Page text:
Analysis Of ' Where The Sidewalk Ends ' A Poem Analysis

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Research Paper and Poem Analysis: Shel Silverstein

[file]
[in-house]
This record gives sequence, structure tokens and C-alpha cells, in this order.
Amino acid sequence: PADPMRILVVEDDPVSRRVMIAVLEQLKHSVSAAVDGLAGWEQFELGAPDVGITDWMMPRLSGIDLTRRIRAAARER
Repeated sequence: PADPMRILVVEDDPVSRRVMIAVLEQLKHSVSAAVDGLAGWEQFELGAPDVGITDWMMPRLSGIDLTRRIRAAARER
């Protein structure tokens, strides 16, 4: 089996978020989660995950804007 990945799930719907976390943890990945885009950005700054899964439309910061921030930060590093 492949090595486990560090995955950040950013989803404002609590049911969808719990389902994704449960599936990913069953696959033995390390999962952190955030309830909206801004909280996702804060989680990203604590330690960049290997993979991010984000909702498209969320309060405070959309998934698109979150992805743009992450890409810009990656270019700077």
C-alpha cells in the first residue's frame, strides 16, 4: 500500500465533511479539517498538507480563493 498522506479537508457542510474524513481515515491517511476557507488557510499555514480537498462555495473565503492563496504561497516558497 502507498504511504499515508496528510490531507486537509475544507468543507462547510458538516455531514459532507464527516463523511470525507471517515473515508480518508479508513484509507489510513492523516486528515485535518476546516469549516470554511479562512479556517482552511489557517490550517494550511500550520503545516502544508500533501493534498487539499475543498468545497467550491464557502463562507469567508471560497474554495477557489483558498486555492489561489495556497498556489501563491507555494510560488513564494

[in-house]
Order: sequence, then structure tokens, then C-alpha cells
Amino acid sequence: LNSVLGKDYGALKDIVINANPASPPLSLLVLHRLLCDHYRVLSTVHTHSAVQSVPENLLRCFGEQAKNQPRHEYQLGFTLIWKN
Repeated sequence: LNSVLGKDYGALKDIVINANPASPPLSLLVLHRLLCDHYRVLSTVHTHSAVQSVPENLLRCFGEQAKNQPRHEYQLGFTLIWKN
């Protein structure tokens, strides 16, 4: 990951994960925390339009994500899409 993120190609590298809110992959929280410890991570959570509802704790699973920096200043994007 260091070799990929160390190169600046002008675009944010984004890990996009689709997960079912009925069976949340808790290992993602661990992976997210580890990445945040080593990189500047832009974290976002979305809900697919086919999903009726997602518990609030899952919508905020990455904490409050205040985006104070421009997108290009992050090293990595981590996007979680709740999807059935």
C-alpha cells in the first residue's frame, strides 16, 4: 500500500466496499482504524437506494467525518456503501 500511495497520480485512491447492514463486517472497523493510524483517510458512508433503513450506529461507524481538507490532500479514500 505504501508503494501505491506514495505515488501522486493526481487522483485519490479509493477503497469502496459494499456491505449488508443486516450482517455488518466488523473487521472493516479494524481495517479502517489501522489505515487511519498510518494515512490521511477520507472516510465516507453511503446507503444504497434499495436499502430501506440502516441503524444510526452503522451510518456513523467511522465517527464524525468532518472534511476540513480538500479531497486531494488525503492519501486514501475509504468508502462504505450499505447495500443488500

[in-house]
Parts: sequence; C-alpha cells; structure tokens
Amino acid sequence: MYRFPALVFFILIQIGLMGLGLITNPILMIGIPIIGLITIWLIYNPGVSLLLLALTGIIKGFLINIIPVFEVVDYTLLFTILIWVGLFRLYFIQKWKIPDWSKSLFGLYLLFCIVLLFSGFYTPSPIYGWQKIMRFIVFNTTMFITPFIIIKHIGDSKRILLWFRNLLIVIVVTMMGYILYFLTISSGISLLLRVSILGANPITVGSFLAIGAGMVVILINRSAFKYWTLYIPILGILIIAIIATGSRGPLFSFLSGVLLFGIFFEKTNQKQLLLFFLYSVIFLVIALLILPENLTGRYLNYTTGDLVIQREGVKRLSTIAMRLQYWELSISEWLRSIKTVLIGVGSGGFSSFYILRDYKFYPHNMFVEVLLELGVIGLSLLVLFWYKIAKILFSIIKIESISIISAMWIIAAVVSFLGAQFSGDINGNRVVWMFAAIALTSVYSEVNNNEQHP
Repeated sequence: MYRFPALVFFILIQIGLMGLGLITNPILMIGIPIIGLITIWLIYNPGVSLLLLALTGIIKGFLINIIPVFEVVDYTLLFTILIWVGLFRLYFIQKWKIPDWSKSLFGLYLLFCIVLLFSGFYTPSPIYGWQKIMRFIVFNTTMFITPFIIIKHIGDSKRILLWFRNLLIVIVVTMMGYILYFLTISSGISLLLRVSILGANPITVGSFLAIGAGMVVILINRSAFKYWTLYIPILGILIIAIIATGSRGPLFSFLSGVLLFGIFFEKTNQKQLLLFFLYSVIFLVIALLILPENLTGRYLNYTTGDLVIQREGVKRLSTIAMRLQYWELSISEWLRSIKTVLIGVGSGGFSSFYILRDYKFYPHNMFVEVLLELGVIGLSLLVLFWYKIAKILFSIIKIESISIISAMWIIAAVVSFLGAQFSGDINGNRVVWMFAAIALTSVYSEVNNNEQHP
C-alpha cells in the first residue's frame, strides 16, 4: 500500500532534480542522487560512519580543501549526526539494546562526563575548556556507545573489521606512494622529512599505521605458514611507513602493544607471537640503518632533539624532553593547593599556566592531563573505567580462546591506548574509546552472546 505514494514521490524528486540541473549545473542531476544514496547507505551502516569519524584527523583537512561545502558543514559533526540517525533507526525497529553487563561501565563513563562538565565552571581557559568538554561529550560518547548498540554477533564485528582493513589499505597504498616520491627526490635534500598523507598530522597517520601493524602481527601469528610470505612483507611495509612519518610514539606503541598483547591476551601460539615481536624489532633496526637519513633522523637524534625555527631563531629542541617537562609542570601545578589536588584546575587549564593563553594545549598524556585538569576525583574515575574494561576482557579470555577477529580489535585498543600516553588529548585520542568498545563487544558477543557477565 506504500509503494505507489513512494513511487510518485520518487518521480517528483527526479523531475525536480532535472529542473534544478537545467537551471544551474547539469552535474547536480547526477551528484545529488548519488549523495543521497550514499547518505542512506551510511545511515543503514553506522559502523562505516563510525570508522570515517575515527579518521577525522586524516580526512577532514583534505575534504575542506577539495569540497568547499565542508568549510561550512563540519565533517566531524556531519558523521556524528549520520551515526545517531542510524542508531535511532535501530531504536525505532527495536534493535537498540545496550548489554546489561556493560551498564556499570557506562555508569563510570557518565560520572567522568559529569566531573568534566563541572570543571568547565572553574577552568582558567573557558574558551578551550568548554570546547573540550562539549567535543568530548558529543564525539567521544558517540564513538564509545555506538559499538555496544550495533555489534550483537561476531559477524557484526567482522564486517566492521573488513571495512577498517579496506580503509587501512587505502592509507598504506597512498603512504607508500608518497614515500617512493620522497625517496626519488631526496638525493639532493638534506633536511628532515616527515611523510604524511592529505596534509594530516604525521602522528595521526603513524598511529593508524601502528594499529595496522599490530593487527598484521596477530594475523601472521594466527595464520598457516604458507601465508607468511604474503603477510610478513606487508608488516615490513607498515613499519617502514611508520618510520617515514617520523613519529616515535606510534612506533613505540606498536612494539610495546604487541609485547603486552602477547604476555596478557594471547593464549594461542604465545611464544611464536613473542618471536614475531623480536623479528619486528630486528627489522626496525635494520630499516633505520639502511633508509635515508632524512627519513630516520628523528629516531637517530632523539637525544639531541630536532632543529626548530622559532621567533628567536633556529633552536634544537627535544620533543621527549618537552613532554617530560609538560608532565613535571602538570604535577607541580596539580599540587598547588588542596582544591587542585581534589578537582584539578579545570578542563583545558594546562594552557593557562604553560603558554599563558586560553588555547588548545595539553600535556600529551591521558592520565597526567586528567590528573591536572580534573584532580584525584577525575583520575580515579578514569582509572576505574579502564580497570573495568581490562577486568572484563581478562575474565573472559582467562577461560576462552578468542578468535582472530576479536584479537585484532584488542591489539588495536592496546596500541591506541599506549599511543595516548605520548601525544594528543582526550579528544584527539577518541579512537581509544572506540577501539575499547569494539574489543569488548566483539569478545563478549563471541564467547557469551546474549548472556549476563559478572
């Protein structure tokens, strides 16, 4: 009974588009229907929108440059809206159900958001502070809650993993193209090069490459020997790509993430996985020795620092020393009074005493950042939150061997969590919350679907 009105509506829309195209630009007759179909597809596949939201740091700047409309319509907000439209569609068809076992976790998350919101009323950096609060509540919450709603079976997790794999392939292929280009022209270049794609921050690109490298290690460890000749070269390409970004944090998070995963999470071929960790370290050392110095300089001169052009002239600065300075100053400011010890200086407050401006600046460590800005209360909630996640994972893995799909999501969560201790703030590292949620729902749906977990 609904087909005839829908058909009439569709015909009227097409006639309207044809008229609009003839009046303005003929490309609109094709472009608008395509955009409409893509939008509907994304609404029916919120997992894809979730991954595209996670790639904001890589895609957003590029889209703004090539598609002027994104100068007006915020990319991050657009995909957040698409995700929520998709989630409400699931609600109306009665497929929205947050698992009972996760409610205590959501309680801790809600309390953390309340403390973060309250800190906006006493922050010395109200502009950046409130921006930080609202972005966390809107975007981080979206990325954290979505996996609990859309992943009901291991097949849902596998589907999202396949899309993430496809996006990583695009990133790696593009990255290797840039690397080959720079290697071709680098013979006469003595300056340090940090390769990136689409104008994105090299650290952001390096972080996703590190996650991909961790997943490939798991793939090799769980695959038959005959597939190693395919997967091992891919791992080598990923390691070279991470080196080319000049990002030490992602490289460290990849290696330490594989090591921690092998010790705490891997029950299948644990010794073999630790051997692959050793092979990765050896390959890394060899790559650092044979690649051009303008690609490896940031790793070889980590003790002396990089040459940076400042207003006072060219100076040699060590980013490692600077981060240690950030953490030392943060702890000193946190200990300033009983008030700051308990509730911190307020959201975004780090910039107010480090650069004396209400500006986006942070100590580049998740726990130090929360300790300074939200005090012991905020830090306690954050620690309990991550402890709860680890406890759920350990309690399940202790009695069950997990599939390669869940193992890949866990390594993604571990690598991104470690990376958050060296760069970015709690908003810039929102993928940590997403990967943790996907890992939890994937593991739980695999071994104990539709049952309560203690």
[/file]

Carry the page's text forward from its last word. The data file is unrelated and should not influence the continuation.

“Where the Sidewalk Ends” A poem analysis Have you ever been scared to cross the street when you were a child? Have you ever sat and stared at the paint that is on the road and wondered if that is what is keeping you safe? Shel Silverstein’s poem, “Where the Sidewalk Ends” a three stanza poem, and is in the view of a child. It is very descriptive about what the child is seeing also. I believe that Silverstein was trying to get kids to understand that the lines of the street are to protect them, and that he loved kids, because he wrote so much poetry and so many books for children. In the first stanza of “ Where the sidewalk ends,” Silverstein is explaining the scene, with nice descriptive words, “There is a place where the sidewalk ends / and before the street begins, / and there the grass grows soft and white, / and there the sun burns crimson bright, / and there the moon-bird rests from his flight / to cool in the peppermint wind” (1-6). The word choice and descriptive language definitely brought me back to a time when I was younger. Silverstein obviously didn’t follow any set rules, he made it his very own. The place I think he might be talking about is the borderline between night and day, or sun and the moon. It’s the middle of two things that are opposites. The second stanza mostly focuses on explaining that if you follow the guidelines then you will not be harmed. For example, “Past the pits where the asphalt
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